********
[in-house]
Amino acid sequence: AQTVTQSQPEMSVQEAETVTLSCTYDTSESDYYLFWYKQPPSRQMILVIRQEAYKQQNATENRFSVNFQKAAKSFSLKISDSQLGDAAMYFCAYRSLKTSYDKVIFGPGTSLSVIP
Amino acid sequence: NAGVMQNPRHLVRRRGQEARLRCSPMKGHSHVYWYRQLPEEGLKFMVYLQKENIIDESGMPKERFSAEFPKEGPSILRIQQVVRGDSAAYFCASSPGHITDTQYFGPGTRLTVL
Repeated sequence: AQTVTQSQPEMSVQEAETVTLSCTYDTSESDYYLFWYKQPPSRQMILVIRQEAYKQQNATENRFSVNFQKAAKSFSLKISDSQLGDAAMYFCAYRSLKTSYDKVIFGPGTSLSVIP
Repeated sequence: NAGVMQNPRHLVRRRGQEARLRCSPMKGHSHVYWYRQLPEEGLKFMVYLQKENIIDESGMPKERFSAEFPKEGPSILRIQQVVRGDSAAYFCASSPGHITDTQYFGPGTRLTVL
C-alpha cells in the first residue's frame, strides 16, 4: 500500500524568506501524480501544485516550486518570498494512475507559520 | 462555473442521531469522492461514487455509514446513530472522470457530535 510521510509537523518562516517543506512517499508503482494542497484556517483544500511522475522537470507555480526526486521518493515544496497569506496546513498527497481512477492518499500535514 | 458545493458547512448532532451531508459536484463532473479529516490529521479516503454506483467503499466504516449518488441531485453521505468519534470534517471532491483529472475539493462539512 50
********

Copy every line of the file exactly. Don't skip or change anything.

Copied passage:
[in-house]
Amino acid sequence: AQTVTQSQPEMSVQEAETVTLSCTYDTSESDYYLFWYKQPPSRQMILVIRQEAYKQQNATENRFSVNFQKAAKSFSLKISDSQLGDAAMYFCAYRSLKTSYDKVIFGPGTSLSVIP
Amino acid sequence: NAGVMQNPRHLVRRRGQEARLRCSPMKGHSHVYWYRQLPEEGLKFMVYLQKENIIDESGMPKERFSAEFPKEGPSILRIQQVVRGDSAAYFCASSPGHITDTQYFGPGTRLTVL
Repeated sequence: AQTVTQSQPEMSVQEAETVTLSCTYDTSESDYYLFWYKQPPSRQMILVIRQEAYKQQNATENRFSVNFQKAAKSFSLKISDSQLGDAAMYFCAYRSLKTSYDKVIFGPGTSLSVIP
Repeated sequence: NAGVMQNPRHLVRRRGQEARLRCSPMKGHSHVYWYRQLPEEGLKFMVYLQKENIIDESGMPKERFSAEFPKEGPSILRIQQVVRGDSAAYFCASSPGHITDTQYFGPGTRLTVL
C-alpha cells in the first residue's frame, strides 16, 4: 500500500524568506501524480501544485516550486518570498494512475507559520 | 462555473442521531469522492461514487455509514446513530472522470457530535 510521510509537523518562516517543506512517499508503482494542497484556517483544500511522475522537470507555480526526486521518493515544496497569506496546513498527497481512477492518499500535514 | 458545493458547512448532532451531508459536484463532473479529516490529521479516503454506483467503499466504516449518488441531485453521505468519534470534517471532491483529472475539493462539512 50